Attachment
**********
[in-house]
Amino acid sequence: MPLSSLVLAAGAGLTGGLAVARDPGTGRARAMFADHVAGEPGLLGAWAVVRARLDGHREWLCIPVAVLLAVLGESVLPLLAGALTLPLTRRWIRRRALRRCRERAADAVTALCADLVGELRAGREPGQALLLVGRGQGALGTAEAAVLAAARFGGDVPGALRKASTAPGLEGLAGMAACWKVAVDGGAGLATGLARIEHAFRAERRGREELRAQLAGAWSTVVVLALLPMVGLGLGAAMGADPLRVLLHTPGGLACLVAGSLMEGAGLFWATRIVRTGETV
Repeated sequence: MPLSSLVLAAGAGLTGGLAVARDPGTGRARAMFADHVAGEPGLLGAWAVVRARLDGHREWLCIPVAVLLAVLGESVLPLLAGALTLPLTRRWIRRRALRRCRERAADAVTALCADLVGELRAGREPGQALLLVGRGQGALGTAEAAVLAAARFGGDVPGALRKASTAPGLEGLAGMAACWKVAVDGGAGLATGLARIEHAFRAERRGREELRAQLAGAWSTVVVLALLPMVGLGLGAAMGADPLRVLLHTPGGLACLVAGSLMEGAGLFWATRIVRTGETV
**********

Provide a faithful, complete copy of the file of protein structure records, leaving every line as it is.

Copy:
[in-house]
Amino acid sequence: MPLSSLVLAAGAGLTGGLAVARDPGTGRARAMFADHVAGEPGLLGAWAVVRARLDGHREWLCIPVAVLLAVLGESVLPLLAGALTLPLTRRWIRRRALRRCRERAADAVTALCADLVGELRAGREPGQALLLVGRGQGALGTAEAAVLAAARFGGDVPGALRKASTAPGLEGLAGMAACWKVAVDGGAGLATGLARIEHAFRAERRGREELRAQLAGAWSTVVVLALLPMVGLGLGAAMGADPLRVLLHTPGGLACLVAGSLMEGAGLFWATRIVRTGETV
Repeated sequence: MPLSSLVLAAGAGLTGGLAVARDPGTGRARAMFADHVAGEPGLLGAWAVVRARLDGHREWLCIPVAVLLAVLGESVLPLLAGALTLPLTRRWIRRRALRRCRERAADAVTALCADLVGELRAGREPGQALLLVGRGQGALGTAEAAVLAAARFGGDVPGALRKASTAPGLEGLAGMAACWKVAVDGGAGLATGLARIEHAFRAERRGREELRAQLAGAWSTVVVLALLPMVGLGLGAAMGADPLRVLLHTPGGLACLVAGSLMEGAGLFWATRIVRTGETV